What level of mechanic would you place yourself at (i.e beginner, intermediate, advanced). I have not worked on any 'modern' bikes, that is bike newer than my '99 Bianchi w/ 9spd Campi but I consider myself an advanced mechanic since I know how to prep a frame, heat and bend a bent dropout, and with a bit of practice could likely start building wheels again.

Are you a mountain biker, cyclist, or something in between? Road more than mountain, infact my mountain bike has 700c wheels and No it is not a 'cross bike (though I do own one) nor a '29er.

What are your current rides? see my signature

Favorite part about being a mechanic? Helping someone solve a problema dn creating a work of art.

Least Favorite part about being a mechanic? Getting dirty and not having the right tool for the job

From '89 until '95 I worked at several shops in the greater Boston area and did everything from backroom builder, sales, stock, special order, custom builds, race team support (including driver) warehouse manager, service writer and sort of shop forewoman. I also did neutral support for a Pan Mass challenge ride a few times and once was drafted to ride in a support vehicle at Killington. I was almost invited to go to Greece witht he USCF juniors but lacked a USCF mechanic liscense. I still do most of own work except the frame prep I do not have the tools for.
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Old 10-27-12, 07:54 PM   #15
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Hello I am not currently employed as a Mechanic or shop employee but if I could do more than live paycheck to paycheck working in the business I would love to do it again.

How old are you and where are you located? My home is Camp Hill Pa but i travel frequently to So Jersey and as Professional driver I roam the country in general

How long have you been a mechanic? I guess I have been working on bikies since I was 16 or so, since we had to fix our own flats rather than go to the shop. I simply got tired of waiting for my brother so I did it myself.

Employed or a self-proclaimed grease monkey? Not currently employed as a mechanic

What level of mechanic would you place yourself at (i.e beginner, intermediate, advanced). I have not worked on any 'modern' bikes, that is bike newer than my '99 Bianchi w/ 9spd Campi but I consider myself an advanced mechanic since I know how to prep a frame, heat and bend a bent dropout, and with a bit of practice could likely start building wheels again.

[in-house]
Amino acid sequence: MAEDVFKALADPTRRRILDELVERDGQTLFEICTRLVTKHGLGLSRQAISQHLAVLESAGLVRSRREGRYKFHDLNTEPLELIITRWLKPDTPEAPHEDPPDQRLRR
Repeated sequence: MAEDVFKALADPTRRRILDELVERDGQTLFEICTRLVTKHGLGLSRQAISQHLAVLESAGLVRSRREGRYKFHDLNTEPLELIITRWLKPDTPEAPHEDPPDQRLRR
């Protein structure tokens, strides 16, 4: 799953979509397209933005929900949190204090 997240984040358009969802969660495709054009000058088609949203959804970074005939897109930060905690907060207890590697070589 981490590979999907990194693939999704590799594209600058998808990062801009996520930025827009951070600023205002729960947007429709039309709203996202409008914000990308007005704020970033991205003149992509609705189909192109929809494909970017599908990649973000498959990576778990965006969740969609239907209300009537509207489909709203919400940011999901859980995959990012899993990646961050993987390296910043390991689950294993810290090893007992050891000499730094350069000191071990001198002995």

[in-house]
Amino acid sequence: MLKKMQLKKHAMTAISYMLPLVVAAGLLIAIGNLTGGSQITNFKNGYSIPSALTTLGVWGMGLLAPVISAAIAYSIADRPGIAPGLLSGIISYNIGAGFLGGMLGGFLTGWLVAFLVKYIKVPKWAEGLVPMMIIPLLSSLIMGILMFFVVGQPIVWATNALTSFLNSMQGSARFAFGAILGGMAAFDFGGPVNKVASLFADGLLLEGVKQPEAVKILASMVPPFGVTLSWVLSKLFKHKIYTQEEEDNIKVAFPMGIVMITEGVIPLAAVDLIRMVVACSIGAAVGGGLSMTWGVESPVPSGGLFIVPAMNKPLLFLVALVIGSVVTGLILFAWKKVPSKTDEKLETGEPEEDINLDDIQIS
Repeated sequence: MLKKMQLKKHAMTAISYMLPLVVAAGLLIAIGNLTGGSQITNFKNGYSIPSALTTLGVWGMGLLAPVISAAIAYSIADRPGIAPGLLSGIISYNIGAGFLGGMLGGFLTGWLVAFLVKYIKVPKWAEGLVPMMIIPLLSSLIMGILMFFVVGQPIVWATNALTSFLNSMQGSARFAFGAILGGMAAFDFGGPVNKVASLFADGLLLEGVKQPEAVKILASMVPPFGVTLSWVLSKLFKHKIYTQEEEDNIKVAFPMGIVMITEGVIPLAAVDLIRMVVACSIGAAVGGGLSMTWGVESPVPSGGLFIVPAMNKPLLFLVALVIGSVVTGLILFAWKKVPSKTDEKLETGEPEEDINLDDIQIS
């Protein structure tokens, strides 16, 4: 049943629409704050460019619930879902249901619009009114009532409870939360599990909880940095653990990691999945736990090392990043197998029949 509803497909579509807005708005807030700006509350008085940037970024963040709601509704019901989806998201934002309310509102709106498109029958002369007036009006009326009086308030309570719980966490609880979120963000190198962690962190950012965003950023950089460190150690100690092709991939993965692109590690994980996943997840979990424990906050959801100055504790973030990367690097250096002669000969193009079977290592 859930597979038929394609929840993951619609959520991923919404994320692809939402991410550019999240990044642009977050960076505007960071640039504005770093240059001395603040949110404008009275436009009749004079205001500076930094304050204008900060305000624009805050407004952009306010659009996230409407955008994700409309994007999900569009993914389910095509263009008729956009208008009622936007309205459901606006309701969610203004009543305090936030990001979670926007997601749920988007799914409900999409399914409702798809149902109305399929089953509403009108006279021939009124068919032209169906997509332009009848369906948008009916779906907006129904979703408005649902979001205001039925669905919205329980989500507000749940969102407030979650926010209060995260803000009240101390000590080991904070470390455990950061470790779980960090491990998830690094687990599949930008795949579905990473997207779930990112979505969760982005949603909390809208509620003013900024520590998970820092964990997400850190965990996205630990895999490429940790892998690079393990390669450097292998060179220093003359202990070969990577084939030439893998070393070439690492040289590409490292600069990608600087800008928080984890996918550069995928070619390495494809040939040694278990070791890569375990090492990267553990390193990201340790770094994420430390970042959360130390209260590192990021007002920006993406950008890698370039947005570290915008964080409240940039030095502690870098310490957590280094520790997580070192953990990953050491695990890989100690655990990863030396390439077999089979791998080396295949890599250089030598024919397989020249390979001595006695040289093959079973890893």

Are you a mountain biker, cyclist, or something in between? Road more than mountain, infact my mountain bike has 700c wheels and No it is not a 'cross bike (though I do own one) nor a '29er.

What are your current rides? see my signature

Favorite part about being a mechanic? Helping someone solve a problema dn creating a work of art.

Least Favorite part about being a mechanic? Getting dirty and not having the right tool for the job

From '89 until '95 I worked at several shops in the greater Boston area and did everything from backroom builder, sales, stock, special order, custom builds, race team support (including driver) warehouse manager, service writer and sort of shop forewoman. I also did neutral support for a Pan Mass challenge ride a few times and once was drafted to ride in a support vehicle at Killington. I was almost invited to go to Greece witht he USCF juniors but lacked a USCF mechanic liscense. I still do most of own work except the frame prep I do not have the tools for.
Noticed how you dodged part A of question 1.
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Old 10-27-12, 08:23 PM   #16
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There are a lot of women mechanics here. Not sure where you got the idea that it is gender dominant.
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Old 10-27-12, 10:32 PM   #17
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There are a lot of women mechanics here. Not sure where you got the idea that it is gender dominant.
Indeed. One of my favorite people (never mind mechanics) is Beth Hamon at Citybikes in Portland. Multi-talented, and knows her bike stuff.
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Old 10-27-12, 10:47 PM   #18